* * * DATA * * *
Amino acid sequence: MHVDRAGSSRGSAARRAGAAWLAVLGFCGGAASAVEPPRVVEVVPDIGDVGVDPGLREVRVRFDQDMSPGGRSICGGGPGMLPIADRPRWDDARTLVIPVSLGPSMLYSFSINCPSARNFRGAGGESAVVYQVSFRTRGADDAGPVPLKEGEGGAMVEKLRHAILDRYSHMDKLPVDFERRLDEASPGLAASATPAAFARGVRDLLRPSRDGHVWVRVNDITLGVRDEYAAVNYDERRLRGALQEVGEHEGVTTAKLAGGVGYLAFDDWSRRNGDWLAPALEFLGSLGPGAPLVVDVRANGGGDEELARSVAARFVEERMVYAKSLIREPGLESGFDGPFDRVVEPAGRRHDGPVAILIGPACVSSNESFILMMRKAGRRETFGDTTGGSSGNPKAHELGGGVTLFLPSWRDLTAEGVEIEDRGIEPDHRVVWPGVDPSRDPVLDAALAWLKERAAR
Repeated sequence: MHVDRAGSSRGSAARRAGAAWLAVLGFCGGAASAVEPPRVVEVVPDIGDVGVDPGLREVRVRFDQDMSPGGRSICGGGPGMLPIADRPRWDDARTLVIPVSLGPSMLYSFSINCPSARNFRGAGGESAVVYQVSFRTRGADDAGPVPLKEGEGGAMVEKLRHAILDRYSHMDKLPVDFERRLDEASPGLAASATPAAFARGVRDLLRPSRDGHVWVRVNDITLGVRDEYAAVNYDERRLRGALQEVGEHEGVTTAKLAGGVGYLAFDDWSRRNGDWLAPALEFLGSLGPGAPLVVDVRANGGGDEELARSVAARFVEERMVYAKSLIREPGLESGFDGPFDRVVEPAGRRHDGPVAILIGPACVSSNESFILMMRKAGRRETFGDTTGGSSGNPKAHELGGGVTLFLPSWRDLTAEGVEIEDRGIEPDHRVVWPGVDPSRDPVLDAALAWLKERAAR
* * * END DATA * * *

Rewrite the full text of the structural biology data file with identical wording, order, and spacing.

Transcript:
Amino acid sequence: MHVDRAGSSRGSAARRAGAAWLAVLGFCGGAASAVEPPRVVEVVPDIGDVGVDPGLREVRVRFDQDMSPGGRSICGGGPGMLPIADRPRWDDARTLVIPVSLGPSMLYSFSINCPSARNFRGAGGESAVVYQVSFRTRGADDAGPVPLKEGEGGAMVEKLRHAILDRYSHMDKLPVDFERRLDEASPGLAASATPAAFARGVRDLLRPSRDGHVWVRVNDITLGVRDEYAAVNYDERRLRGALQEVGEHEGVTTAKLAGGVGYLAFDDWSRRNGDWLAPALEFLGSLGPGAPLVVDVRANGGGDEELARSVAARFVEERMVYAKSLIREPGLESGFDGPFDRVVEPAGRRHDGPVAILIGPACVSSNESFILMMRKAGRRETFGDTTGGSSGNPKAHELGGGVTLFLPSWRDLTAEGVEIEDRGIEPDHRVVWPGVDPSRDPVLDAALAWLKERAAR
Repeated sequence: MHVDRAGSSRGSAARRAGAAWLAVLGFCGGAASAVEPPRVVEVVPDIGDVGVDPGLREVRVRFDQDMSPGGRSICGGGPGMLPIADRPRWDDARTLVIPVSLGPSMLYSFSINCPSARNFRGAGGESAVVYQVSFRTRGADDAGPVPLKEGEGGAMVEKLRHAILDRYSHMDKLPVDFERRLDEASPGLAASATPAAFARGVRDLLRPSRDGHVWVRVNDITLGVRDEYAAVNYDERRLRGALQEVGEHEGVTTAKLAGGVGYLAFDDWSRRNGDWLAPALEFLGSLGPGAPLVVDVRANGGGDEELARSVAARFVEERMVYAKSLIREPGLESGFDGPFDRVVEPAGRRHDGPVAILIGPACVSSNESFILMMRKAGRRETFGDTTGGSSGNPKAHELGGGVTLFLPSWRDLTAEGVEIEDRGIEPDHRVVWPGVDPSRDPVLDAALAWLKERAAR